Woman preparing to step in Sabarimala faces threats

Woman preparing to step in Sabarimala faces threats

Reshma Nishanth. Facebook

As a political narrative heats up around entry of young women to the Sabarimala Ayyappa Temple, a 32-year-old woman from Kannur is observing a 41-day vritham (ritualistic vow) ahead of her pilgrimage to the hill shrine.

Reshma Nishanth, a teacher, says her decision comes after years of longing to see the deity but it’s also a statement of intent— “this could inspire lakhs of devotees to visit the temple,” she said in a Facebook post.

The Supreme Court had on September 28 lifted restrictions on entry of women aged between 10 and 50 years to the temple.

Reshma said she had in the past observed the vows during pilgrimage seasons, accepting that she would not be allowed inside the temple.

Her post has found about 6,000 shares and she is being lauded for going public with her plans.

It has also set off protests, on familiar lines.

Reshma told TV channels that a group of about 50 people staged a protest near her home on Sunday.

She said that she was also being targeted by cyber bullies for “denigrating” the temple customs also added that she expected a backlash.

Reshma, whose decision is being supported by her husband Nishanth Babu, said that she would approach the police against the harassment.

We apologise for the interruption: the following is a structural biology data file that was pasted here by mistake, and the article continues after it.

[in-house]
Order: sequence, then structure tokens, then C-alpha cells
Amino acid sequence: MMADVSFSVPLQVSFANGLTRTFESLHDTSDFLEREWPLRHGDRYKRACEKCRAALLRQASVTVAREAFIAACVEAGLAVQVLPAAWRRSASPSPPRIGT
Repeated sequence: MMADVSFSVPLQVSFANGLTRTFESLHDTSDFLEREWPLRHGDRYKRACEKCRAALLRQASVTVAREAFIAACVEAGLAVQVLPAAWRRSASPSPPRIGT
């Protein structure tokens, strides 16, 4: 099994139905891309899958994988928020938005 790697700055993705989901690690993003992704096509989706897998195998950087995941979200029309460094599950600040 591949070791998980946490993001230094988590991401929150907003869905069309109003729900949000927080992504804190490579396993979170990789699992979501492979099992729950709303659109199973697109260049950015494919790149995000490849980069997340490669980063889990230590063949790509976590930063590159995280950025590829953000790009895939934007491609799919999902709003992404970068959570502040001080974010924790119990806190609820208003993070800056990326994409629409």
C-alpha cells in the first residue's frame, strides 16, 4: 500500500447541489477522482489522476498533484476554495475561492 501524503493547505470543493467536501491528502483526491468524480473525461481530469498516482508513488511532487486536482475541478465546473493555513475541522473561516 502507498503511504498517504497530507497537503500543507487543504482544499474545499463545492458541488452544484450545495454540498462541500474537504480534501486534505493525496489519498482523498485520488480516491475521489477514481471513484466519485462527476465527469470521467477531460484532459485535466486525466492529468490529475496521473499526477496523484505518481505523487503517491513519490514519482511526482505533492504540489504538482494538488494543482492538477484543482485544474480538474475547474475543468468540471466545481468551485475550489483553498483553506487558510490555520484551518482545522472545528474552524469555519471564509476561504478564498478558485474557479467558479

The mandalam season of pilgrimage at the shrine commences on November 16. 

The court order has set off massive protests in Kerala with members of the tantri (head priest) family and many devotees contending that entry of women of menstruating age is against traditions pertaining to the deity, a naishtika brahmachari (celibate).

More young women, including Reshma’s friends, are reported to be preparing for the pilgrimage.

Hindu outfits have announced protests at Pampa and Nilakkal, on the foothills, against the Supreme Court judgment.

A Padmakumar, Travancore Devaswom Board, president said that young women who truly endorse the temple's traditions will not take the pilgrimage.

Reshma said since she considered menstrual blood just like sweat or excreta, that something the body has to discard.

She believes that she could observe her vows.

“In faith, there can’t be discrimination,” she said and sought support from the government and the public in her “journey for equal justice”.